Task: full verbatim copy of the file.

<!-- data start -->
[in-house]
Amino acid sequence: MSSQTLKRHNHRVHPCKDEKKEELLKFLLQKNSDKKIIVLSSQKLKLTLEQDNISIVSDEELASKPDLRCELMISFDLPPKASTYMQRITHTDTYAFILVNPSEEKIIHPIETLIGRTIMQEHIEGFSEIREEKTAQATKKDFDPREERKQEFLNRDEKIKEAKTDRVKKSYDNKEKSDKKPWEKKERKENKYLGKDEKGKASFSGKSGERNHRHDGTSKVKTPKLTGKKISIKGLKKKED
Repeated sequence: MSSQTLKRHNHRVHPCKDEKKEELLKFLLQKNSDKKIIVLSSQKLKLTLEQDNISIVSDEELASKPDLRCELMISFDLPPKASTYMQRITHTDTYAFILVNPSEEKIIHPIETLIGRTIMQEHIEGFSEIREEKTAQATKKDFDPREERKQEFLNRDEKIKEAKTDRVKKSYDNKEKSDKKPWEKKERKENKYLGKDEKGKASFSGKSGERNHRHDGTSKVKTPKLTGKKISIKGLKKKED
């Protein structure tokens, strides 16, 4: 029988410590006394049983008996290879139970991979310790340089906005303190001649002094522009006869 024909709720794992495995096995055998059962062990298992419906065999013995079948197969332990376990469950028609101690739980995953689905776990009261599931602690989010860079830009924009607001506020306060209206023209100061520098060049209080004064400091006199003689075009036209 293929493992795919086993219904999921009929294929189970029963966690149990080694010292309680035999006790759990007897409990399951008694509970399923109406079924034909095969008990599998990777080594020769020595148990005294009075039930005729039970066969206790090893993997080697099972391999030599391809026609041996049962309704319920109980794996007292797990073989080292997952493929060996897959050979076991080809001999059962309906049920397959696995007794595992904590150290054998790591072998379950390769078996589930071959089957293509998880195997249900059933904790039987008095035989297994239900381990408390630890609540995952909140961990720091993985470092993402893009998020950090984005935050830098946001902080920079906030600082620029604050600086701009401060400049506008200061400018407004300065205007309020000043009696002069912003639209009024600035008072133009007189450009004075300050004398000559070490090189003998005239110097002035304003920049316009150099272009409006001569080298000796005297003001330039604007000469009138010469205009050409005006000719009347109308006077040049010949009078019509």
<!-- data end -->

[in-house]
Amino acid sequence: MSSQTLKRHNHRVHPCKDEKKEELLKFLLQKNSDKKIIVLSSQKLKLTLEQDNISIVSDEELASKPDLRCELMISFDLPPKASTYMQRITHTDTYAFILVNPSEEKIIHPIETLIGRTIMQEHIEGFSEIREEKTAQATKKDFDPREERKQEFLNRDEKIKEAKTDRVKKSYDNKEKSDKKPWEKKERKENKYLGKDEKGKASFSGKSGERNHRHDGTSKVKTPKLTGKKISIKGLKKKED
Repeated sequence: MSSQTLKRHNHRVHPCKDEKKEELLKFLLQKNSDKKIIVLSSQKLKLTLEQDNISIVSDEELASKPDLRCELMISFDLPPKASTYMQRITHTDTYAFILVNPSEEKIIHPIETLIGRTIMQEHIEGFSEIREEKTAQATKKDFDPREERKQEFLNRDEKIKEAKTDRVKKSYDNKEKSDKKPWEKKERKENKYLGKDEKGKASFSGKSGERNHRHDGTSKVKTPKLTGKKISIKGLKKKED
């Protein structure tokens, strides 16, 4: 029988410590006394049983008996290879139970991979310790340089906005303190001649002094522009006869 024909709720794992495995096995055998059962062990298992419906065999013995079948197969332990376990469950028609101690739980995953689905776990009261599931602690989010860079830009924009607001506020306060209206023209100061520098060049209080004064400091006199003689075009036209 293929493992795919086993219904999921009929294929189970029963966690149990080694010292309680035999006790759990007897409990399951008694509970399923109406079924034909095969008990599998990777080594020769020595148990005294009075039930005729039970066969206790090893993997080697099972391999030599391809026609041996049962309704319920109980794996007292797990073989080292997952493929060996897959050979076991080809001999059962309906049920397959696995007794595992904590150290054998790591072998379950390769078996589930071959089957293509998880195997249900059933904790039987008095035989297994239900381990408390630890609540995952909140961990720091993985470092993402893009998020950090984005935050830098946001902080920079906030600082620029604050600086701009401060400049506008200061400018407004300065205007309020000043009696002069912003639209009024600035008072133009007189450009004075300050004398000559070490090189003998005239110097002035304003920049316009150099272009409006001569080298000796005297003001330039604007000469009138010469205009050409005006000719009347109308006077040049010949009078019509």